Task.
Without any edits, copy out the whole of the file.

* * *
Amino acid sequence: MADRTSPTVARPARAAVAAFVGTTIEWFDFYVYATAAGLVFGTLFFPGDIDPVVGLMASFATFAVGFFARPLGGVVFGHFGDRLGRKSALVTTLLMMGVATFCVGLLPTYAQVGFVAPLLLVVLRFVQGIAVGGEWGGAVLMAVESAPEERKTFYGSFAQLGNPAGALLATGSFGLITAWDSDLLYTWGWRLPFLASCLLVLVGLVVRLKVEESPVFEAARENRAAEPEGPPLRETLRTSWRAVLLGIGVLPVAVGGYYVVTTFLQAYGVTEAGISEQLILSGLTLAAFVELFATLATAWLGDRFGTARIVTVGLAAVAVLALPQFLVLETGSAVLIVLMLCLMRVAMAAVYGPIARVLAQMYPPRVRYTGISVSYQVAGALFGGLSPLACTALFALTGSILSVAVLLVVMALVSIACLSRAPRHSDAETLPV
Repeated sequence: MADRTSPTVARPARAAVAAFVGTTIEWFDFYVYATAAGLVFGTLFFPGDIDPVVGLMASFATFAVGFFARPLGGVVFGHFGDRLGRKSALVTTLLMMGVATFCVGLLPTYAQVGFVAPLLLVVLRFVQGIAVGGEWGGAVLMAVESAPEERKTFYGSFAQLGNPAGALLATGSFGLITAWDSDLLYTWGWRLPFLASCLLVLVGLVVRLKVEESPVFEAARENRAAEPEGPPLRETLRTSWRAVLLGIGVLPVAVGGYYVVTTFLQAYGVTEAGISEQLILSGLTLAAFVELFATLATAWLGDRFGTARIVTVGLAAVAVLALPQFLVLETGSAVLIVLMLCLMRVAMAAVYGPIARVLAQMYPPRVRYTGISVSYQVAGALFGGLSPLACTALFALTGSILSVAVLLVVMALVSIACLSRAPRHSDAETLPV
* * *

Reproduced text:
Amino acid sequence: MADRTSPTVARPARAAVAAFVGTTIEWFDFYVYATAAGLVFGTLFFPGDIDPVVGLMASFATFAVGFFARPLGGVVFGHFGDRLGRKSALVTTLLMMGVATFCVGLLPTYAQVGFVAPLLLVVLRFVQGIAVGGEWGGAVLMAVESAPEERKTFYGSFAQLGNPAGALLATGSFGLITAWDSDLLYTWGWRLPFLASCLLVLVGLVVRLKVEESPVFEAARENRAAEPEGPPLRETLRTSWRAVLLGIGVLPVAVGGYYVVTTFLQAYGVTEAGISEQLILSGLTLAAFVELFATLATAWLGDRFGTARIVTVGLAAVAVLALPQFLVLETGSAVLIVLMLCLMRVAMAAVYGPIARVLAQMYPPRVRYTGISVSYQVAGALFGGLSPLACTALFALTGSILSVAVLLVVMALVSIACLSRAPRHSDAETLPV
Repeated sequence: MADRTSPTVARPARAAVAAFVGTTIEWFDFYVYATAAGLVFGTLFFPGDIDPVVGLMASFATFAVGFFARPLGGVVFGHFGDRLGRKSALVTTLLMMGVATFCVGLLPTYAQVGFVAPLLLVVLRFVQGIAVGGEWGGAVLMAVESAPEERKTFYGSFAQLGNPAGALLATGSFGLITAWDSDLLYTWGWRLPFLASCLLVLVGLVVRLKVEESPVFEAARENRAAEPEGPPLRETLRTSWRAVLLGIGVLPVAVGGYYVVTTFLQAYGVTEAGISEQLILSGLTLAAFVELFATLATAWLGDRFGTARIVTVGLAAVAVLALPQFLVLETGSAVLIVLMLCLMRVAMAAVYGPIARVLAQMYPPRVRYTGISVSYQVAGALFGGLSPLACTALFALTGSILSVAVLLVVMALVSIACLSRAPRHSDAETLPV